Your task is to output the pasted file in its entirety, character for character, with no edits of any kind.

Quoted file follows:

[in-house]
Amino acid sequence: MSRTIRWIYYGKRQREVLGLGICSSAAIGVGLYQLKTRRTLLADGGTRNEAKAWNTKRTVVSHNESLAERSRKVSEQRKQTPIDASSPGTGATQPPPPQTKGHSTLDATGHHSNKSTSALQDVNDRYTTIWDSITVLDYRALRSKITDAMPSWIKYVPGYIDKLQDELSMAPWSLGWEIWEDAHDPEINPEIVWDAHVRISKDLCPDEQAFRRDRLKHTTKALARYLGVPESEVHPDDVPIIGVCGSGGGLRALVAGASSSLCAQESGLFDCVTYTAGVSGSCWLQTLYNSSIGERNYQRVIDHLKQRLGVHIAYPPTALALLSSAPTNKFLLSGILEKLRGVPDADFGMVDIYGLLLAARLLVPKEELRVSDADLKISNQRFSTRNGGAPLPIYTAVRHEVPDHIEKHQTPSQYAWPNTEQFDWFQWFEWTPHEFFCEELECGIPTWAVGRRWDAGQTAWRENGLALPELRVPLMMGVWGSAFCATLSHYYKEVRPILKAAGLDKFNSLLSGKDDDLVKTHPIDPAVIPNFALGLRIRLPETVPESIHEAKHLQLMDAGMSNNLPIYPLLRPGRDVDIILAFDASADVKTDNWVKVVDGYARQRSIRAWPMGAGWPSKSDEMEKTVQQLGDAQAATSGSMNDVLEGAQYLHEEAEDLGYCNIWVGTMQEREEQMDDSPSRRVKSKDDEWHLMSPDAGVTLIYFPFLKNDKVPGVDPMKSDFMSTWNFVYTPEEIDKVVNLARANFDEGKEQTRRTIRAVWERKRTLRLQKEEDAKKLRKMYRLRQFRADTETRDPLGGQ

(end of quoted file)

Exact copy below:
[in-house]
Amino acid sequence: MSRTIRWIYYGKRQREVLGLGICSSAAIGVGLYQLKTRRTLLADGGTRNEAKAWNTKRTVVSHNESLAERSRKVSEQRKQTPIDASSPGTGATQPPPPQTKGHSTLDATGHHSNKSTSALQDVNDRYTTIWDSITVLDYRALRSKITDAMPSWIKYVPGYIDKLQDELSMAPWSLGWEIWEDAHDPEINPEIVWDAHVRISKDLCPDEQAFRRDRLKHTTKALARYLGVPESEVHPDDVPIIGVCGSGGGLRALVAGASSSLCAQESGLFDCVTYTAGVSGSCWLQTLYNSSIGERNYQRVIDHLKQRLGVHIAYPPTALALLSSAPTNKFLLSGILEKLRGVPDADFGMVDIYGLLLAARLLVPKEELRVSDADLKISNQRFSTRNGGAPLPIYTAVRHEVPDHIEKHQTPSQYAWPNTEQFDWFQWFEWTPHEFFCEELECGIPTWAVGRRWDAGQTAWRENGLALPELRVPLMMGVWGSAFCATLSHYYKEVRPILKAAGLDKFNSLLSGKDDDLVKTHPIDPAVIPNFALGLRIRLPETVPESIHEAKHLQLMDAGMSNNLPIYPLLRPGRDVDIILAFDASADVKTDNWVKVVDGYARQRSIRAWPMGAGWPSKSDEMEKTVQQLGDAQAATSGSMNDVLEGAQYLHEEAEDLGYCNIWVGTMQEREEQMDDSPSRRVKSKDDEWHLMSPDAGVTLIYFPFLKNDKVPGVDPMKSDFMSTWNFVYTPEEIDKVVNLARANFDEGKEQTRRTIRAVWERKRTLRLQKEEDAKKLRKMYRLRQFRADTETRDPLGGQ